The College of Graduate Nursing at Western University of Health Sciences will host a historic California nursing doctoral education conference Feb. 5, 2010 on the WesternU campus.

The goals of the conference are to enhance dialogue, discussion and debate about doctoral level nursing, build capacity, and strengthen the doctoral-level nursing community in California. Nursing educators, clinicians and nursing students from throughout California are invited to attend.

Dr. Fay Raines, president of the American Association of Colleges of Nursing (AACN), is the keynote speaker. All 11 doctoral level nursing programs in California — both Doctor of Nursing Practice (DNP) and Doctor of Philosophy (PhD) — from nine universities will be represented by their deans, program directors, and/or doctoral program faculty.

The conference also will tackle the integration of doctoral-level nursing practice, specifically the DNP, by the California Board of Registered Nursing (BRN) in the Nursing Practice Act of California. Effective in 2015, the DNP degree and doctoral entry into advanced practice nursing for nurse practitioners, clinical nurse specialists, nurse anesthetists and nurse midwives will be mandatory.

“”The driving reason for the conference was to have a public discussion with DNP and PhD educational leaders, educators and clinicians from all over California about doctoral-level nursing in order to build collective wisdom about the role of doctoral-level nursing in the health care system of the future,”” said Ellen Daroszewski, PhD, APRN, director of the Doctor of Nursing Practice Program at WesternU. “”The increasing number of nurses with doctoral preparation, both DNP and PhD, will dramatically shift nursing’s paradigm.””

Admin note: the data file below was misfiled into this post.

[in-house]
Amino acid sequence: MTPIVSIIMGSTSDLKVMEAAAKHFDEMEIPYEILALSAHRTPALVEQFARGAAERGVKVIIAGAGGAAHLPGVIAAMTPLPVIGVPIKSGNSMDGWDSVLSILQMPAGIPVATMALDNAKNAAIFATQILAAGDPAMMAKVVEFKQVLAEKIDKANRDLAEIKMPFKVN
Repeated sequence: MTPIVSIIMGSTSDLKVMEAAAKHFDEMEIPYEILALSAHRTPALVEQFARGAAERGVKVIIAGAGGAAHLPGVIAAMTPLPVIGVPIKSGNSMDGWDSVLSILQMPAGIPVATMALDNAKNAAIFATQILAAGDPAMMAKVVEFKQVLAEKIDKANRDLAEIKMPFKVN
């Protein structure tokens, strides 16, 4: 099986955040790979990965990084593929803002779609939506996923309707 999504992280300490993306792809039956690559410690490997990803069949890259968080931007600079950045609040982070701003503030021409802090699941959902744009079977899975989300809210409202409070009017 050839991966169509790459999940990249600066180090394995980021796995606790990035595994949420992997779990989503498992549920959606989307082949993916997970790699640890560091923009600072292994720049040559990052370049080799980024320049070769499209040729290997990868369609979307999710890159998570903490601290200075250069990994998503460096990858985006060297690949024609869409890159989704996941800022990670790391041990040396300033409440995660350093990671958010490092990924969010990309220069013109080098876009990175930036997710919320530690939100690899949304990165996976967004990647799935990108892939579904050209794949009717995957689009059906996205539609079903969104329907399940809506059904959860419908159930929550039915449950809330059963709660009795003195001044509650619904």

Less than one percent of registered nurses are trained at a doctoral level, and less than one half of one percent have a doctorate in the discipline of nursing based on data from a 2004 national survey of registered nurses conducted by the U.S. Department of Health and Human Services, Health Resources and Services Administration (HRSA).

The American Association of Colleges of Nursing (AACN) recently reported DNP programs account for the largest portion of growth in enrollment in nursing doctoral programs and doctorally prepared graduates. In 2005, there were nine DNP programs; five years later, in 2010, there are 102 nationwide, with 100 more under development (AACN, 2010). The number of research-focused programs, such as PhD programs in nursing, increased a little more than four percent over the same period of time.

The DNP/PhD Nursing Conference will also commemorate the 2010 International Year of the Nurse and will mark the 100th anniversary of the death of Florence Nightingale, the founder of modern nursing.

The conference is scheduled from 8 a.m. to 5 p.m. Feb. 5 in the Health Education Center (HEC), Lecture Hall II. The HEC was recently completed on the east end of WesternU’s campus.

Registration for nursing students is $20. Registration for professionals and non-students is $40. Registration includes breakfast, lunch, and six continuing education units (CEUs) for RNs. The conference hall can hold more than 350 people.

For more information about the conference and a link to registration, please visit WesternU’s Web site. You can also e-mail, or call 909-469-5523.